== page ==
I got into an insightful conversation the other day. It was with a group of people from the church group I currently work with (The Church of England). It was not a group of people that I knew particularly well but it included a couple of vicars.
What struck me was their use of the word "right wing" or "conservative". It was always a word which they seemed to use of someone else with whom they disagreed and their voices intonated with a bit of scorn when it was used... but only ever so slightly. In doing so they seemed to assume that their views were moderate, middle of the road, mainstream, etc.
As I continued to listen to these people it seemed that there were two distinguishing characteristics which made the people they were critiquing so extremely "right wing". These "right wingers": 1. Believed bishops should be men and 2. They took the Bible literally.
Are these the views of only a small segment of right wing extremists?
In actual fact, here are the biggest Christian blockings:
1. Roman Catholic: 1 Billion +
2. Orthodox: 300 million
3. Pentecostal: 250 million
4. Anglican: 80 million
5. Assemblies of God: 60 million (included in Pentecostal grouping as well)
Of these 4/5 groupings, the Anglican grouping is the most theologically liberal. The Church of England ( a mere 1.7 million) is among the most liberal within the Anglican communion. So, when these people were dismissing the views of a few "right wingers" the were actually referring to beliefs held by the vast majority of Christians both past and present.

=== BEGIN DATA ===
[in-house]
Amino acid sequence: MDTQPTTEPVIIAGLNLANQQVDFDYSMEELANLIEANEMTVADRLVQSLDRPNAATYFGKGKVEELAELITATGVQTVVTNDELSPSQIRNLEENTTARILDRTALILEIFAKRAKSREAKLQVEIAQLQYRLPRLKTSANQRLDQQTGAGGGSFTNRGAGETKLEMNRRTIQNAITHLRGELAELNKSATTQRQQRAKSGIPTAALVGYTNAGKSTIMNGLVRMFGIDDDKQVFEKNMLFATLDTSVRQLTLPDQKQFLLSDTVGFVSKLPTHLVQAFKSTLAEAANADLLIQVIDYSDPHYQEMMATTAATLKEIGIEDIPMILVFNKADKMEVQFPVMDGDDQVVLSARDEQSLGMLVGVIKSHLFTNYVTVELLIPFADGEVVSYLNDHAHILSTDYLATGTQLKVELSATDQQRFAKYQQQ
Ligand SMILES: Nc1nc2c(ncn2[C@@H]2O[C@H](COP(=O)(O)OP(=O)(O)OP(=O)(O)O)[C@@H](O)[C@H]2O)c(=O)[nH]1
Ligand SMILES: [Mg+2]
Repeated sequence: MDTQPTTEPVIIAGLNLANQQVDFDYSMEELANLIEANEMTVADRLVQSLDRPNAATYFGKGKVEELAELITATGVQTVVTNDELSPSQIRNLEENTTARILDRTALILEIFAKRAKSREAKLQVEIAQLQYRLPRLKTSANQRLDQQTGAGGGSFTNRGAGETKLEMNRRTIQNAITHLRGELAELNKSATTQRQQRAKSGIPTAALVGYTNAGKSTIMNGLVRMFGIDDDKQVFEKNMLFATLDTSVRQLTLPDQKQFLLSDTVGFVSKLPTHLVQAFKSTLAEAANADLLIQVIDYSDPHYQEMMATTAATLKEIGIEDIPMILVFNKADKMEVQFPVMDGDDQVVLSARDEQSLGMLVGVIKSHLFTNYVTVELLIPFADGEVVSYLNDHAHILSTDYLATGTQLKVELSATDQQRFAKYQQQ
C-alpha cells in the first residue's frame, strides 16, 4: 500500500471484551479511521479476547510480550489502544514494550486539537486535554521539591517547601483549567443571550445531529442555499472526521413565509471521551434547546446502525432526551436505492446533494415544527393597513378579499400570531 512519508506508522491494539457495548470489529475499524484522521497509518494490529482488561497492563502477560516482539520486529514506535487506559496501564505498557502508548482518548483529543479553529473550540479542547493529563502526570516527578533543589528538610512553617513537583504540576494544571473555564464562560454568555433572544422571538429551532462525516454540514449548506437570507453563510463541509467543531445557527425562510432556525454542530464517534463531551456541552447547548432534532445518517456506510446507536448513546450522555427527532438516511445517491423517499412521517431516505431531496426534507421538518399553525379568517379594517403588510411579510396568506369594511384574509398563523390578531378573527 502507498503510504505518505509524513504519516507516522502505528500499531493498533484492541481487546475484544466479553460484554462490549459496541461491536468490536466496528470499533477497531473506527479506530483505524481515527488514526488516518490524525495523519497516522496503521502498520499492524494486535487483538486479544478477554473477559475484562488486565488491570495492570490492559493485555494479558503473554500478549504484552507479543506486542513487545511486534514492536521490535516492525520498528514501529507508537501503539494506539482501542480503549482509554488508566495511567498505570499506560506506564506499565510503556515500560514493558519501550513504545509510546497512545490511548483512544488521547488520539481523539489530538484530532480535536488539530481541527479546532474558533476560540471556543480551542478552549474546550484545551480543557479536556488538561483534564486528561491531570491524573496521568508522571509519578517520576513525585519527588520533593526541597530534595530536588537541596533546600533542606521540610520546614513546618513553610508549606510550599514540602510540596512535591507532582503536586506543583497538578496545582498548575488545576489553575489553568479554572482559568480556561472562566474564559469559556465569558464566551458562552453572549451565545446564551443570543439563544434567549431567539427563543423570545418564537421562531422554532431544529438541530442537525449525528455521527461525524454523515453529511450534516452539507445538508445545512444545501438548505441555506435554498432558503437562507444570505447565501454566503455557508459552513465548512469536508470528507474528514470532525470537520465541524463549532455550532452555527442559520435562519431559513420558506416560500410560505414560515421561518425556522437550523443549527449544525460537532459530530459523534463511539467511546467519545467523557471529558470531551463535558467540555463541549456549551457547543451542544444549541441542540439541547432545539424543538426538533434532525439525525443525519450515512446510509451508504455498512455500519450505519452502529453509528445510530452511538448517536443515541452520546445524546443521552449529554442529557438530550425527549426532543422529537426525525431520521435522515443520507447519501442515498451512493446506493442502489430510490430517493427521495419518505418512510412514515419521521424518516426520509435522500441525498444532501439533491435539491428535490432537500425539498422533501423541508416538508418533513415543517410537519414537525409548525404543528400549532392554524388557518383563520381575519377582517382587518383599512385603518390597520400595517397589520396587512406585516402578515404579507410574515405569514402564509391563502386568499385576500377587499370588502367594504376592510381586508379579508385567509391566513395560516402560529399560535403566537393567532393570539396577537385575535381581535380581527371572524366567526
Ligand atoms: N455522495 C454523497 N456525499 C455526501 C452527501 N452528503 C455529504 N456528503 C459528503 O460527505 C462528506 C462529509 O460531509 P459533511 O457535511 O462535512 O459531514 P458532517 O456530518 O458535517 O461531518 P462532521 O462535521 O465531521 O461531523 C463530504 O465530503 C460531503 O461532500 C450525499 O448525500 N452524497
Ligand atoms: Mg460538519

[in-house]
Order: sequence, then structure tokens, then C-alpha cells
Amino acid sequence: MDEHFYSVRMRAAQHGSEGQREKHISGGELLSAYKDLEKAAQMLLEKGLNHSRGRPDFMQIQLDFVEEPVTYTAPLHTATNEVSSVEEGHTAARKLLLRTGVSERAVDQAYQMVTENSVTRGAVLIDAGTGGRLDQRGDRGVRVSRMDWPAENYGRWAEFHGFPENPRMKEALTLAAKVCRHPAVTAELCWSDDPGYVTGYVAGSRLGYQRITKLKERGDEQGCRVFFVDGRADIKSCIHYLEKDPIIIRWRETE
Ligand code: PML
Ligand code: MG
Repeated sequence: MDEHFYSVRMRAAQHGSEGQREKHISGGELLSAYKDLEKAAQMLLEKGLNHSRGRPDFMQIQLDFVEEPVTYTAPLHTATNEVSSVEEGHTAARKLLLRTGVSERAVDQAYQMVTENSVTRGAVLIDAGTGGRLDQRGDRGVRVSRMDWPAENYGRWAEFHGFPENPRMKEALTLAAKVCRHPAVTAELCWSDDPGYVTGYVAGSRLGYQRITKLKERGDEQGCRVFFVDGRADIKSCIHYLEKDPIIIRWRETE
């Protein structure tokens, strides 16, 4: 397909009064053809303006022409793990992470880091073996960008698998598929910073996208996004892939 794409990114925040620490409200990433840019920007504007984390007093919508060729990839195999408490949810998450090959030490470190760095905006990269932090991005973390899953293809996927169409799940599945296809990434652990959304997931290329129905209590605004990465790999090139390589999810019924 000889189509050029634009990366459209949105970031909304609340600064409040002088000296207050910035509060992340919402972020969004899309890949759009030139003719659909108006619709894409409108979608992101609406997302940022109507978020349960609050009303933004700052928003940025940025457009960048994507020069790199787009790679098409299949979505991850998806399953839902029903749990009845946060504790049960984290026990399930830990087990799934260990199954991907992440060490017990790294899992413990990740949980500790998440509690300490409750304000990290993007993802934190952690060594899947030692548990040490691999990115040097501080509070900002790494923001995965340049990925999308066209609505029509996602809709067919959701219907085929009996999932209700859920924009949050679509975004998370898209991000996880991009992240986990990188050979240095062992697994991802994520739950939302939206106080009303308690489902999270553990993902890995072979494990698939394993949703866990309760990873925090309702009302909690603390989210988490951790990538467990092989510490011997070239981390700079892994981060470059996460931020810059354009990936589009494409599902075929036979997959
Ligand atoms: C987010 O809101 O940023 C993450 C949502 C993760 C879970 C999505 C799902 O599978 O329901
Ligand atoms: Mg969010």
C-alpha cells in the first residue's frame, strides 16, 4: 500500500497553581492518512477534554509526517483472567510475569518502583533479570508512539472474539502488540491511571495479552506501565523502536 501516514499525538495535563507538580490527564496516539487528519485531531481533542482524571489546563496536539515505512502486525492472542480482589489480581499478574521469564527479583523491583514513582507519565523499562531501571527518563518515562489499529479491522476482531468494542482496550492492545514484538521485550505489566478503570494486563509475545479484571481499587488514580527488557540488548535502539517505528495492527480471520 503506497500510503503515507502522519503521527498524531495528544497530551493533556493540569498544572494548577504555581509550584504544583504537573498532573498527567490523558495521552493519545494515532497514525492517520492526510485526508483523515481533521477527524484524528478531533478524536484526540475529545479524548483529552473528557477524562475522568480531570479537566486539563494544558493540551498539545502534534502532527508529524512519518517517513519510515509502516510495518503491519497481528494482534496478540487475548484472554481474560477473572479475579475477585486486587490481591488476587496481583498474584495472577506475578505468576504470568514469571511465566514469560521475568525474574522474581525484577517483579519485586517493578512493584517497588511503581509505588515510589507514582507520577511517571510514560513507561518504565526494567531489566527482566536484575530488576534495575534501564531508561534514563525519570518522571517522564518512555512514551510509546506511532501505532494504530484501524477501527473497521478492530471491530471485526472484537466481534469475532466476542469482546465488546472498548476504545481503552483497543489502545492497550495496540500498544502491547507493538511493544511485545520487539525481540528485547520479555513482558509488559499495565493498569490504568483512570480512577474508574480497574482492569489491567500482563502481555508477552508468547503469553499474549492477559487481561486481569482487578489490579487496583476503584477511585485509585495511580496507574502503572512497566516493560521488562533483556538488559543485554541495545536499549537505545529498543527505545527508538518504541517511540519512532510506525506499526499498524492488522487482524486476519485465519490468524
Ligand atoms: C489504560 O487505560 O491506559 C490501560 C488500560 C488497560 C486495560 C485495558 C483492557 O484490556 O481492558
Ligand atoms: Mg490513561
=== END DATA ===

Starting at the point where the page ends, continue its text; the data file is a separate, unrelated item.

Here's the danger for all of us. Because these people only tended to hang out with people like themselves, they began to assume that their beliefs were mainstream. When they met people with different beliefs they assumed them to be "right wingers" because they had not realised how far they had drifted. They had been looking at the other people on their boat and not at the shore.
If we only look at people who are on "our boat" we fall in danger of drifting. If we are Methodist, Reformed, Non or Charismatic people who only read books from within our camp and fellowship with people from within our camp we risk drifting. And while acceptable Christian doctrine is not what the majority believes, but rather what Scripture teaches, listening to other groups will often expose the weaknesses in our own theology whether we are drifting left, right, up or down.